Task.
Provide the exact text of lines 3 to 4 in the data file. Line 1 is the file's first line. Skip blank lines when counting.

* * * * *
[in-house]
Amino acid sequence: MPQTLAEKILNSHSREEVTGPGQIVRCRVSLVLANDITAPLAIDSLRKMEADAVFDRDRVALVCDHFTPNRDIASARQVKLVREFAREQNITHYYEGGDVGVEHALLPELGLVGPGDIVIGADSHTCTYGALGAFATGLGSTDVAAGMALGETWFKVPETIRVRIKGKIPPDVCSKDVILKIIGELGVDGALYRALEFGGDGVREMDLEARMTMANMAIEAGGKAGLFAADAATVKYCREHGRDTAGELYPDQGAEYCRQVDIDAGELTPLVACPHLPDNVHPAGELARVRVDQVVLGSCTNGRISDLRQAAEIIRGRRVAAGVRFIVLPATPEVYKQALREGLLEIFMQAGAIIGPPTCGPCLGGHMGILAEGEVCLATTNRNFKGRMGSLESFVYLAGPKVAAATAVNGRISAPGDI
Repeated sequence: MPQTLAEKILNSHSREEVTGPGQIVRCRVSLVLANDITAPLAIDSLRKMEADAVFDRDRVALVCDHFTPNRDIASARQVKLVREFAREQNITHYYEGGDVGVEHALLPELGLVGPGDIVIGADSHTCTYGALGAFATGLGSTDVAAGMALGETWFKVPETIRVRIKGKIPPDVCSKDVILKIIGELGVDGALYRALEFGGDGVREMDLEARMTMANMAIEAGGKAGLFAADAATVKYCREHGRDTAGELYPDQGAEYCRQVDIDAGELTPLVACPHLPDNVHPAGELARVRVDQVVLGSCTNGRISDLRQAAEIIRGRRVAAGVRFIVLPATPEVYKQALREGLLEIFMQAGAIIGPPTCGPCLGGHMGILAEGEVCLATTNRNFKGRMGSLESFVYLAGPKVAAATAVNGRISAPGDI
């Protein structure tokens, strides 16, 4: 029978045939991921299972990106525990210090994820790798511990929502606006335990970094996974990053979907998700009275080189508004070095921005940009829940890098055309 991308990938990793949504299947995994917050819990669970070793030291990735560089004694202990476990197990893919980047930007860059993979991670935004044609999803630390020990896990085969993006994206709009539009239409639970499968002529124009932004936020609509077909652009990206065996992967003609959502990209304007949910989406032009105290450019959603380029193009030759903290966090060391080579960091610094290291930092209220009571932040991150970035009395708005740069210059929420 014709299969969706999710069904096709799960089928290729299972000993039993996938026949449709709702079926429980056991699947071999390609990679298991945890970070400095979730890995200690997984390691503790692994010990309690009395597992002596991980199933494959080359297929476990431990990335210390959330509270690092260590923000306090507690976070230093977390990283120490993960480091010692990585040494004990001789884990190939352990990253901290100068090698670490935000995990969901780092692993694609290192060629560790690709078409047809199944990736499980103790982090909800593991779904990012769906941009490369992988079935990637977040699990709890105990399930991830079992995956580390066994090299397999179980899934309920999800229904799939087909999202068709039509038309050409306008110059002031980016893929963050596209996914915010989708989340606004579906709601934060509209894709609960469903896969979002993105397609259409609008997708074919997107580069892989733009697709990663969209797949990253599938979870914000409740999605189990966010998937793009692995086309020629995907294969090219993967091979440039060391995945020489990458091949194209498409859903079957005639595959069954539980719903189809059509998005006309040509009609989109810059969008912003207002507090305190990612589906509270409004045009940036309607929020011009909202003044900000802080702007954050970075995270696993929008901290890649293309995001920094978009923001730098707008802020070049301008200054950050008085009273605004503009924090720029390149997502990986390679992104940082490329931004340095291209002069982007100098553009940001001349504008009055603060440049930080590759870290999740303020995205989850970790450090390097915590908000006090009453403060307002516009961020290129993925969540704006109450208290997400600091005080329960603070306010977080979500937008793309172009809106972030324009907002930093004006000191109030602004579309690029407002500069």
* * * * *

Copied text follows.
Repeated sequence: MPQTLAEKILNSHSREEVTGPGQIVRCRVSLVLANDITAPLAIDSLRKMEADAVFDRDRVALVCDHFTPNRDIASARQVKLVREFAREQNITHYYEGGDVGVEHALLPELGLVGPGDIVIGADSHTCTYGALGAFATGLGSTDVAAGMALGETWFKVPETIRVRIKGKIPPDVCSKDVILKIIGELGVDGALYRALEFGGDGVREMDLEARMTMANMAIEAGGKAGLFAADAATVKYCREHGRDTAGELYPDQGAEYCRQVDIDAGELTPLVACPHLPDNVHPAGELARVRVDQVVLGSCTNGRISDLRQAAEIIRGRRVAAGVRFIVLPATPEVYKQALREGLLEIFMQAGAIIGPPTCGPCLGGHMGILAEGEVCLATTNRNFKGRMGSLESFVYLAGPKVAAATAVNGRISAPGDI
């Protein structure tokens, strides 16, 4: 029978045939991921299972990106525990210090994820790798511990929502606006335990970094996974990053979907998700009275080189508004070095921005940009829940890098055309 991308990938990793949504299947995994917050819990669970070793030291990735560089004694202990476990197990893919980047930007860059993979991670935004044609999803630390020990896990085969993006994206709009539009239409639970499968002529124009932004936020609509077909652009990206065996992967003609959502990209304007949910989406032009105290450019959603380029193009030759903290966090060391080579960091610094290291930092209220009571932040991150970035009395708005740069210059929420 014709299969969706999710069904096709799960089928290729299972000993039993996938026949449709709702079926429980056991699947071999390609990679298991945890970070400095979730890995200690997984390691503790692994010990309690009395597992002596991980199933494959080359297929476990431990990335210390959330509270690092260590923000306090507690976070230093977390990283120490993960480091010692990585040494004990001789884990190939352990990253901290100068090698670490935000995990969901780092692993694609290192060629560790690709078409047809199944990736499980103790982090909800593991779904990012769906941009490369992988079935990637977040699990709890105990399930991830079992995956580390066994090299397999179980899934309920999800229904799939087909999202068709039509038309050409306008110059002031980016893929963050596209996914915010989708989340606004579906709601934060509209894709609960469903896969979002993105397609259409609008997708074919997107580069892989733009697709990663969209797949990253599938979870914000409740999605189990966010998937793009692995086309020629995907294969090219993967091979440039060391995945020489990458091949194209498409859903079957005639595959069954539980719903189809059509998005006309040509009609989109810059969008912003207002507090305190990612589906509270409004045009940036309607929020011009909202003044900000802080702007954050970075995270696993929008901290890649293309995001920094978009923001730098707008802020070049301008200054950050008085009273605004503009924090720029390149997502990986390679992104940082490329931004340095291209002069982007100098553009940001001349504008009055603060440049930080590759870290999740303020995205989850970790450090390097915590908000006090009453403060307002516009961020290129993925969540704006109450208290997400600091005080329960603070306010977080979500937008793309172009809106972030324009907002930093004006000191109030602004579309690029407002500069």